Spine: Everything you need to know (anatomy, back pain)

what to expect after back pain

Article reviewed and approved by Dr. Ibtissama Boukas, physician specializing in family medicine 

What is the spine? What is his role? How to explain pain in the spine (inflammatory, mechanical and other types)?

This article covers everything you need to know about the spine (anatomy, physiology, and its link to back pain).

Spine Anatomy


The spine is the juxtaposition of bones (called vertebrae) superimposed on each other. Also called rachis, it is separated as follows:

  • 7 cervical vertebrae
  • 12 thoracic vertebrae (also called dorsal vertebrae)
  • 5 lumbar vertebrae
  • 5 sacral vertebrae (forming the sacrum, a small triangular bone at the base of the spine)
  • 4 coccygeal vertebrae (fused)

Here is a visual diagram of the spine:

Between each vertebra, there is a intervertebral disc. These discs make it possible in particular to separate the vertebrae from the spine, in addition to providing shock absorption and mobility to the back.

The juxtaposition of vertebrae includes a free space of cylindrical shape. This is where the spinal cord passes, this nervous structure which constitutes a sort of extension of the brain all along the spine. 


The muscles of the spine allow the mobility of the neck and the back. Here is a list of muscles that have an insertion point on the spine:

  • Rectus capitis posterior minor muscle
  • Rectus abdominis posterior muscle
  • Small rectus anterior muscle of the head
  • Rectus capitis anterior muscle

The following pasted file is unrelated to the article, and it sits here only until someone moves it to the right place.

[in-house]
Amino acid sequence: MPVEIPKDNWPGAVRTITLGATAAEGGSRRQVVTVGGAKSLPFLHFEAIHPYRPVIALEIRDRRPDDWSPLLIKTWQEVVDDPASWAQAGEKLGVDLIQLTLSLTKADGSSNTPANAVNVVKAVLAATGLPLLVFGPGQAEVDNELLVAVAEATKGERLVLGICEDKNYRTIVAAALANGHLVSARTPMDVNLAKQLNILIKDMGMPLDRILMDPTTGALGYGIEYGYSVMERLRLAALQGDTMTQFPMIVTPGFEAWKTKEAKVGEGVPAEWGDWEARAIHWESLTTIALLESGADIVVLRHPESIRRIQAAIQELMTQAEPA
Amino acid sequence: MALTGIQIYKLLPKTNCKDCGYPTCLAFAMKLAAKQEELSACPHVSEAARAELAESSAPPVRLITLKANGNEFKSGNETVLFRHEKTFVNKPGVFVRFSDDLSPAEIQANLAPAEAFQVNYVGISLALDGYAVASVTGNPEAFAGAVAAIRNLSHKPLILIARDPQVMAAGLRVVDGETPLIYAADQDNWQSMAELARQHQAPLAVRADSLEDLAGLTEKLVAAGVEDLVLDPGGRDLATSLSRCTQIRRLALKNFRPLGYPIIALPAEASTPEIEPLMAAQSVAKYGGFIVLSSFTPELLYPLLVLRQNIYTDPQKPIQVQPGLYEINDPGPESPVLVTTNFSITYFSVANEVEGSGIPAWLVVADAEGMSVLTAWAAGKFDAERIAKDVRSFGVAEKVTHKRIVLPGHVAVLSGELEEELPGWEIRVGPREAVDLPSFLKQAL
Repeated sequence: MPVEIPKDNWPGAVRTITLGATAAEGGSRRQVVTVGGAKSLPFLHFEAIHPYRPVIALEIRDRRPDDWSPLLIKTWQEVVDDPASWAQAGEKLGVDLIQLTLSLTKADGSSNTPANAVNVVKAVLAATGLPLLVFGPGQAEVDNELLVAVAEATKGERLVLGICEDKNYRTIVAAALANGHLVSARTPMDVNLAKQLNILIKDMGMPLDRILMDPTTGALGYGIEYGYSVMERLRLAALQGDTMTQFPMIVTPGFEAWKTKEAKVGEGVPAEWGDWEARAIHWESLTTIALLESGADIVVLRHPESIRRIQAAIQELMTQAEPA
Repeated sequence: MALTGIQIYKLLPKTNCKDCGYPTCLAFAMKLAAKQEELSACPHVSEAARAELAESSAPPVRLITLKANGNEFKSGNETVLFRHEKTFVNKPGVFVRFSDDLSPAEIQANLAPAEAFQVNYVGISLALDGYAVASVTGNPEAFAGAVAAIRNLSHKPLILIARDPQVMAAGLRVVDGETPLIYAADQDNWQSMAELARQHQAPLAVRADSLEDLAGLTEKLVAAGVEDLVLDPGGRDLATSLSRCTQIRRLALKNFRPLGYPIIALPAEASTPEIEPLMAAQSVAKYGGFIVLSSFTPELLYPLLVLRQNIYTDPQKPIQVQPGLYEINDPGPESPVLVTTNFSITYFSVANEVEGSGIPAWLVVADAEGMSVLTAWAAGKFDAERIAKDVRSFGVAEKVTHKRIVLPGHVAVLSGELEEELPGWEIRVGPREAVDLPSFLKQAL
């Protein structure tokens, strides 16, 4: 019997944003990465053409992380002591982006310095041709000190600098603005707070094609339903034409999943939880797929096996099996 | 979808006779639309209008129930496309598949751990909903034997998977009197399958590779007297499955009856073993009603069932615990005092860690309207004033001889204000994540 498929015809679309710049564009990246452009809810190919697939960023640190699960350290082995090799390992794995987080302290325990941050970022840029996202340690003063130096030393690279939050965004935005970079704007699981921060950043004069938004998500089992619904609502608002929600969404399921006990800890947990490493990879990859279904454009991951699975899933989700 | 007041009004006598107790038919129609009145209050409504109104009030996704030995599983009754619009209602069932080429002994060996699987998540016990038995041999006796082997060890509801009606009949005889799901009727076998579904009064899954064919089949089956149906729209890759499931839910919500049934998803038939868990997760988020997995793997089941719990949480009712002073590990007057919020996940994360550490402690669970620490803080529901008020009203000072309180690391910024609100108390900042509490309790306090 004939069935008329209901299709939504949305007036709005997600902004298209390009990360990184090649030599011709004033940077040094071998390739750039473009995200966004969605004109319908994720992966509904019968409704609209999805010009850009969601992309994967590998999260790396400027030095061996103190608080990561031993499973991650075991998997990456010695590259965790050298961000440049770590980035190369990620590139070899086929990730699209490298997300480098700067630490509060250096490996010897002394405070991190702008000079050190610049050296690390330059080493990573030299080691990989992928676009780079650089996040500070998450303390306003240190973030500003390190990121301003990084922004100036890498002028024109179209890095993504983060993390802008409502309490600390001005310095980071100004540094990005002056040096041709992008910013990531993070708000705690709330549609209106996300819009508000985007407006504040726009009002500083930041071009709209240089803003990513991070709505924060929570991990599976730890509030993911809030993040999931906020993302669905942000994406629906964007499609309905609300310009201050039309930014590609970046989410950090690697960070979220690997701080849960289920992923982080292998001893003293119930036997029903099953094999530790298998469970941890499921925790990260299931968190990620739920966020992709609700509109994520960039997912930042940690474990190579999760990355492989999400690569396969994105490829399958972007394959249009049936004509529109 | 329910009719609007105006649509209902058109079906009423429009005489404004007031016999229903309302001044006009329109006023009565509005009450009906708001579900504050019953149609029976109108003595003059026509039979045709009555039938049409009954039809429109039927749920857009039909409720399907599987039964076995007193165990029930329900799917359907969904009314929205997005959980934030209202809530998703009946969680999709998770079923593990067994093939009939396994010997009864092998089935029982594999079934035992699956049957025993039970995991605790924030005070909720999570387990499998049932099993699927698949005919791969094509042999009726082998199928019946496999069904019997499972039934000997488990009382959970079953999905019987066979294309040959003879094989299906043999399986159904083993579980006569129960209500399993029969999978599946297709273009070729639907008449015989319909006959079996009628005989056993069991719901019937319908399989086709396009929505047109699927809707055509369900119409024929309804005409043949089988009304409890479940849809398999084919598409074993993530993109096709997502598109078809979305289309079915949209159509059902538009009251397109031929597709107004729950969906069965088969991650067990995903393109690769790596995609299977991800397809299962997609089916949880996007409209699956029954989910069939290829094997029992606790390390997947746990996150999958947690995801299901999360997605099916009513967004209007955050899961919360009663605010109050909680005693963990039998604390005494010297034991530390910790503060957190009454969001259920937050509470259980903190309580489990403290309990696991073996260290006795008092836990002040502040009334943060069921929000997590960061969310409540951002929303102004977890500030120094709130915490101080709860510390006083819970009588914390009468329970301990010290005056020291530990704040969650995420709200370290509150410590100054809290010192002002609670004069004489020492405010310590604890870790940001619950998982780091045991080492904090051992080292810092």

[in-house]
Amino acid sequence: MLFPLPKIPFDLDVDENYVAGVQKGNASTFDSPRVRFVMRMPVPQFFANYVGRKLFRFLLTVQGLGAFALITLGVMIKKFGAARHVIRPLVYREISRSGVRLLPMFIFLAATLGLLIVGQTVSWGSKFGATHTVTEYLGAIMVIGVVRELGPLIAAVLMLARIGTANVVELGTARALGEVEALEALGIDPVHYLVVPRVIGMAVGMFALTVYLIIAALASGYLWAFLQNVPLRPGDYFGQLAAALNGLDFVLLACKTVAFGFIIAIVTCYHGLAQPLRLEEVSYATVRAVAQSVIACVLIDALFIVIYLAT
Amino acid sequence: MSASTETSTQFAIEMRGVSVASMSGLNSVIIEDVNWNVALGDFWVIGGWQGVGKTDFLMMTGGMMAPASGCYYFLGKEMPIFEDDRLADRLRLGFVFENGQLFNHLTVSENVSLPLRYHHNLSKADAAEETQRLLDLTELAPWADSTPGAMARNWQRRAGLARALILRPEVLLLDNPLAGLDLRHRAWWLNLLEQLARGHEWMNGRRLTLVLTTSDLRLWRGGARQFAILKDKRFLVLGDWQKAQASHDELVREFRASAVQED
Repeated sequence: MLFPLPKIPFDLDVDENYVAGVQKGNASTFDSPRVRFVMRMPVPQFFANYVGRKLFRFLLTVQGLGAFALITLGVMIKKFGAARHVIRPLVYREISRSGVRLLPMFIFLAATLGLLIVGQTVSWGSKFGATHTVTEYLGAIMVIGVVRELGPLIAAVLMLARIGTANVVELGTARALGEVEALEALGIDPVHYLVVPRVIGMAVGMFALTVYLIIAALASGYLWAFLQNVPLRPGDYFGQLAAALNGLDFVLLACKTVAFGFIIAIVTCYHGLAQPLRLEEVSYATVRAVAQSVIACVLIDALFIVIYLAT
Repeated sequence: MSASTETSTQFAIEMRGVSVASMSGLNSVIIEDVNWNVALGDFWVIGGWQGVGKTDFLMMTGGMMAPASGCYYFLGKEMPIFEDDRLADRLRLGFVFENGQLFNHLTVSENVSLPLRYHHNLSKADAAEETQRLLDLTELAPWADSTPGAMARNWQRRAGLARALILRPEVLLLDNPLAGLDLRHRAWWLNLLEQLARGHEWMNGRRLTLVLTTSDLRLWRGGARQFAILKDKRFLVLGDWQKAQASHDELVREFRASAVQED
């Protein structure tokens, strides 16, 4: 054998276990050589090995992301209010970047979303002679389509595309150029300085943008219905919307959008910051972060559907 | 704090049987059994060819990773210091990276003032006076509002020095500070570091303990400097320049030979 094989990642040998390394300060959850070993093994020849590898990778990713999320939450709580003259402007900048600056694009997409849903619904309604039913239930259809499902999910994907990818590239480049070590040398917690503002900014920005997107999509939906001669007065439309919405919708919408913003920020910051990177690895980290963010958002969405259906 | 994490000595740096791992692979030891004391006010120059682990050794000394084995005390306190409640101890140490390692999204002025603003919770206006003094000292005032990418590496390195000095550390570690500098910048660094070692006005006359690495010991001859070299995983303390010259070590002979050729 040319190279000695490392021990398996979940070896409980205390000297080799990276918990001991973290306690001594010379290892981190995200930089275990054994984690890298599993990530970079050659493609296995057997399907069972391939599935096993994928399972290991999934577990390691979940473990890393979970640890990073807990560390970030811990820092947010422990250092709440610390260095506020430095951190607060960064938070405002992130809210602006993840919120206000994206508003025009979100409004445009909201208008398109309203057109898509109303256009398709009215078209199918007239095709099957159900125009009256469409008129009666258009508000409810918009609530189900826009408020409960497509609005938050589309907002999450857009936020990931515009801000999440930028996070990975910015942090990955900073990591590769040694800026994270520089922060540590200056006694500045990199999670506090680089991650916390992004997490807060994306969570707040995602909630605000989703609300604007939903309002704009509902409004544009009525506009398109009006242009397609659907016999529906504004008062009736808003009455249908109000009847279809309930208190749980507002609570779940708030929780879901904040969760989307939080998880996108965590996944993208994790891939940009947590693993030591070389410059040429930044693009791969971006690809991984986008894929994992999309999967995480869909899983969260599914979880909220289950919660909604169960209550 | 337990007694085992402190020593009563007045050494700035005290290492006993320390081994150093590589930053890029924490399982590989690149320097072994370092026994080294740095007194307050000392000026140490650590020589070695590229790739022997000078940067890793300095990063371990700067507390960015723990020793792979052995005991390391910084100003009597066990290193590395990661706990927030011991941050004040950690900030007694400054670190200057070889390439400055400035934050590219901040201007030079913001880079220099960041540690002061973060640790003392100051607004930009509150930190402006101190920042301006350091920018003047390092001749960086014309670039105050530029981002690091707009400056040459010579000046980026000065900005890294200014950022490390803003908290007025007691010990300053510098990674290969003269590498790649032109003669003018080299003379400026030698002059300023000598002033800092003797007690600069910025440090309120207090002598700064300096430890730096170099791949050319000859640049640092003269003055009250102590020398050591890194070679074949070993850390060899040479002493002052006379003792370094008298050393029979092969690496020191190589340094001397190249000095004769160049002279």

• Superior oblique muscle of the head
  • Inferior oblique muscle of the head
  • Longissimus capitis muscle (small complexus)
  • Longissimus muscle of the neck
  • Semispinatus muscle of the head (greater complexus)
  • Splenius
  • Trapezius muscle
  • longus capitis
  • Muscle longus of the neck
  • Scalene muscle
  • Latissimus dorsi muscle
  • Interspinous muscles
  • Square muscles of the loins
  • Paraspinal muscles


Ligaments provide stability to the spine by joining certain bones together. Here is a list of ligaments with insertion points on the spine:

  • common vertebral ligaments (anterior and posterior)
  • interspinous ligaments
  • yellow ligaments
  • interapophyseal ligaments

Physiology of the spine

How can the spine move? This is thanks to a complex joint system including the intervertebral discs, posterior interapophyseal joints, intervertebral ligaments and paraspinal muscles.

Allowed movements vary by region. For example, the cervical spine allows a lot of rotation compared to the lumbar spine. This makes it possible in particular to move the head from right to left. Together, the movements are in the following planes:

  • Sagittal (flexion-extension, or front-back)
  • Frontal (lateral inclinations, or on each side)
  • Transversal (rotations around a vertebral axis) 

Role of the spine

Here is a list of natural functions that the spine performs:

  • Serves as a support for the head and maintains the gaze (cervical column)
  • Serves as a support for the back and the entire human skeleton
  • Transmits the weight of the body to the hips
  • Protects the spinal cord and the vascular-nervous bundle
  • Protects the heart and lungs thanks to its fixation with the ribs

Spinal pathologies (link with back pain)

Here is a list of pathologies involving the vertebrae of the spine. Most cause lower back pain:

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